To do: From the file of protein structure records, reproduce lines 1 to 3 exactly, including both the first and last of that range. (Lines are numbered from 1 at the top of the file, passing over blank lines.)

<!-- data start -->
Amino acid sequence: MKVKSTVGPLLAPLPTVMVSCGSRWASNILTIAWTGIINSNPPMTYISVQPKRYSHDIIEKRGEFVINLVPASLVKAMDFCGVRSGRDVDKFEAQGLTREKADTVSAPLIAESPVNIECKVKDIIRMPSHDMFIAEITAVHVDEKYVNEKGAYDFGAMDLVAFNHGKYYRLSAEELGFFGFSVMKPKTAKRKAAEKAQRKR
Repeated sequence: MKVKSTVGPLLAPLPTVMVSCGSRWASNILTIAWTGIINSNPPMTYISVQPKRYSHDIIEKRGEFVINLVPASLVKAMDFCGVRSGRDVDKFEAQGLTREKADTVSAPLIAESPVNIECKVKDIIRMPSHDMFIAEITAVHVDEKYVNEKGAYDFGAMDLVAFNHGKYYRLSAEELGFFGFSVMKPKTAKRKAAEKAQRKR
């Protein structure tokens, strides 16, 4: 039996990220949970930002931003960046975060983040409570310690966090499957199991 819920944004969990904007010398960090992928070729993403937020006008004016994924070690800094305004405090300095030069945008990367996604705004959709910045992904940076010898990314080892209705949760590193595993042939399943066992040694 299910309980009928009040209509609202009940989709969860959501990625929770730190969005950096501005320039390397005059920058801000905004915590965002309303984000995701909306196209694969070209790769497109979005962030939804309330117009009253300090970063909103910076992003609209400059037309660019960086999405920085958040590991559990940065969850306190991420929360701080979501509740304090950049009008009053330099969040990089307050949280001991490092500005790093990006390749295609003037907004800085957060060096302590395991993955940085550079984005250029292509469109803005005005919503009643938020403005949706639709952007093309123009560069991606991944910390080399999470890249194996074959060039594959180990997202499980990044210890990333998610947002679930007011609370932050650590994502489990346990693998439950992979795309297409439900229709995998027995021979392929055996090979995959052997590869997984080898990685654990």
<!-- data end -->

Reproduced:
Amino acid sequence: MKVKSTVGPLLAPLPTVMVSCGSRWASNILTIAWTGIINSNPPMTYISVQPKRYSHDIIEKRGEFVINLVPASLVKAMDFCGVRSGRDVDKFEAQGLTREKADTVSAPLIAESPVNIECKVKDIIRMPSHDMFIAEITAVHVDEKYVNEKGAYDFGAMDLVAFNHGKYYRLSAEELGFFGFSVMKPKTAKRKAAEKAQRKR
Repeated sequence: MKVKSTVGPLLAPLPTVMVSCGSRWASNILTIAWTGIINSNPPMTYISVQPKRYSHDIIEKRGEFVINLVPASLVKAMDFCGVRSGRDVDKFEAQGLTREKADTVSAPLIAESPVNIECKVKDIIRMPSHDMFIAEITAVHVDEKYVNEKGAYDFGAMDLVAFNHGKYYRLSAEELGFFGFSVMKPKTAKRKAAEKAQRKR
């Protein structure tokens, strides 16, 4: 039996990220949970930002931003960046975060983040409570310690966090499957199991 819920944004969990904007010398960090992928070729993403937020006008004016994924070690800094305004405090300095030069945008990367996604705004959709910045992904940076010898990314080892209705949760590193595993042939399943066992040694 299910309980009928009040209509609202009940989709969860959501990625929770730190969005950096501005320039390397005059920058801000905004915590965002309303984000995701909306196209694969070209790769497109979005962030939804309330117009009253300090970063909103910076992003609209400059037309660019960086999405920085958040590991559990940065969850306190991420929360701080979501509740304090950049009008009053330099969040990089307050949280001991490092500005790093990006390749295609003037907004800085957060060096302590395991993955940085550079984005250029292509469109803005005005919503009643938020403005949706639709952007093309123009560069991606991944910390080399999470890249194996074959060039594959180990997202499980990044210890990333998610947002679930007011609370932050650590994502489990346990693998439950992979795309297409439900229709995998027995021979392929055996090979995959052997590869997984080898990685654990």